costs. Estimated cash recoveries also include dividends and gains on sales from equity
instruments acquired in resolution transactions.
Liabilities for Assistance Agreements
The FRF establishes an estimated liability for probable future assistance payable to
acquirers of troubled thrifts under its financial assistance agreements.
The FRF accrues, as a charge to current period operations, an estimate of probable losses
from litigation. The FDICs Legal Division recommends these estimates on a
case-by-case basis. The litigation loss estimates related to the FRF in its corporate
capacity are included in the Estimated liability for: Litigation losses. The
litigation loss estimates related to receiverships are included in the allowance for
losses for Receivables from thrift resolutions, net.
The FDIC is responsible for controlling and disposing of the assets of failed institutions
in an orderly and efficient manner. The assets, and the claims against them, are accounted
for separately to ensure that liquidation proceeds are distributed in accordance with
applicable laws and regulations. Also, the income and expenses attributable to
receiverships are accounted for as transactions of those receiverships. Liquidation
expenses incurred by the FRF on behalf of the receiverships are recovered from those
Allocations Among Funds
Certain operating expenses (including personnel, administrative and other indirect
expenses) not directly charged to each fund under the FDICs management are allocated
on the basis of the relative degree to which the operating expenses were incurred by the
The FDIC includes the
cost of buildings used in operations in the BIFs financial statements. The BIF
charges the FRF a rental fee representing an allocated share of its annual depreciation.
The cost of furniture, fixtures and equipment purchased by the FDIC on behalf of the three
funds under its administration is allocated among these funds on a pro rata basis. The FRF
expenses its share of these allocated costs at the time of acquisition because of their
Benefits Other Than Pensions
The FDIC established an entity to provide the accounting and administration of
postretirement benefits on behalf of the FRF, the BIF, and the SAIF. The FRF funds its
liabilities for these benefits directly to the entity.
about Recent Financial Accounting Standards Board Pronouncements
The Financial Accounting Standards Board (FASB) issued Statement of Financial Accounting
Standards (SFAS) No. 125, Accounting for Transfers and Servicing of Financial Assets
and Extinguishment of Liabilities in June 1996, effective for transactions occurring
after December 31, 1996. The FRF will generally be unaffected by its provisions since most
transactions subject to SFAS 125 occur at the receivership level and not at the fund
level. To the extent that the FRF may be affected, the FDICs current accounting
practices are consistent with the rules contained in SFAS 125. Other recent pronouncements
issued by the FASB have been adopted or are either not applicable or not material to the
The Federal Asset Disposition Association (FADA) is a wholly owned subsidiary of the FRF.
The FADA was placed in receivership on February 5, 1990. However, due to outstanding
litigation, a final liquidating dividend to the FRF will not be made until the FADAs
litigation is settled or dismissed. The investment in the FADA is accounted for using the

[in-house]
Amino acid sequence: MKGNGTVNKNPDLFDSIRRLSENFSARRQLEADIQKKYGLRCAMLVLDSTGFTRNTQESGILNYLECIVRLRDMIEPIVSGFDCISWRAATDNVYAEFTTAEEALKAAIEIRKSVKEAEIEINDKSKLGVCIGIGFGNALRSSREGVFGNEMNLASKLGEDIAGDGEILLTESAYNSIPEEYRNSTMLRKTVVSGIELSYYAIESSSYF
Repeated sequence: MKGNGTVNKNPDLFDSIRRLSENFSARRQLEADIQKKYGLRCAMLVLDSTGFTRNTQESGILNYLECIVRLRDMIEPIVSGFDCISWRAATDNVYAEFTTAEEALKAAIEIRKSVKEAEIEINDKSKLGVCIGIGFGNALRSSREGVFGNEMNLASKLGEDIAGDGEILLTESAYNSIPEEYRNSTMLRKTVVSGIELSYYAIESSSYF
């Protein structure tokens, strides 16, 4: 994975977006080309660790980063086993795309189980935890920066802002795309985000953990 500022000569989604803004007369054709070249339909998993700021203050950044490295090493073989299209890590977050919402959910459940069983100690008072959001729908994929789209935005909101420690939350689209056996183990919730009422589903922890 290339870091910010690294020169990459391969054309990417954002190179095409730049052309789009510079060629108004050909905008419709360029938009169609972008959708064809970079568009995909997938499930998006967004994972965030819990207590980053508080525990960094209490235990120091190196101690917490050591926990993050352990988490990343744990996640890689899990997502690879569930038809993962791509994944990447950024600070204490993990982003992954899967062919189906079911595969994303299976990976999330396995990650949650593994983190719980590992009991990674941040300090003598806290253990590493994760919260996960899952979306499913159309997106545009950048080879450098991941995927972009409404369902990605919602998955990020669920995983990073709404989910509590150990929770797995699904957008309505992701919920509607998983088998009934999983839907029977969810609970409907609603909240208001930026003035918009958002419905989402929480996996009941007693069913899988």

equity method and is included in Other assets, net (Note 6).
Parties National Judgements, Deficiencies, and Charge-offs Joint Venture Program. The
former RTC purchased assets from receiverships, conservatorships, and their subsidiaries
to facilitate the sale and/or transfer of selected assets to several Joint Ventures in
which the former RTC retained a financial interest.
Equity Interests. Former RTC receiverships were holders of limited partnership equity
interests as a result of various RTC sales programs which included the National Land Fund,
Multiple Investor Fund, N-Series and S-Series programs.
The nature of other
related parties and descriptions of other related party transactions are disclosed
throughout the financial statements and footnotes.
As of December 31 and January 1,
1996, the FRF, in its receivership capacity, held assets with a book value of $7.3 and
$20.5 billion, respectively. These assets represent a significant source of repayment of
receivables from thrift resolutions. The estimated cash recoveries from the management and
disposition of these assets (excluding cash and miscellaneous receivables of $2.9 billion
at December 31, 1996 and $12.6 billion at January 1, 1996) used to derive the allowance
for losses are based in part on a statistical sampling of receivership assets. The
potential sampling error is not material to the FRFs financial statements. These
estimated recoveries are regularly evaluated, but remain subject to uncertainties because
of changing economic conditions. These factors could affect the FRFs and other
claimants actual recoveries from the level currently estimated.
investment in corporate owned assets is comprised of amounts that: 1) the former FSLIC and
the former RTC paid to purchase assets from troubled or failed thrifts and 2) the FRF pays
to acquire receivership assets, terminate receiverships and purchase assets covered under
assistance agreements. The majority of these assets are real estate and mortgage loans.
The methodology used to
derive the allowance for losses for corporate owned assets is the same as that for
receivables from thrift resolutions.
The FRF recognizes
income and expenses on these assets. Income consists primarily of the portion of
collections on performing mortgages related to interest earned. Expenses are recognized
for administering the management and liquidation of these assets.
The FSLIC issued promissory notes
and entered into assistance agreements to prevent the default and subsequent liquidation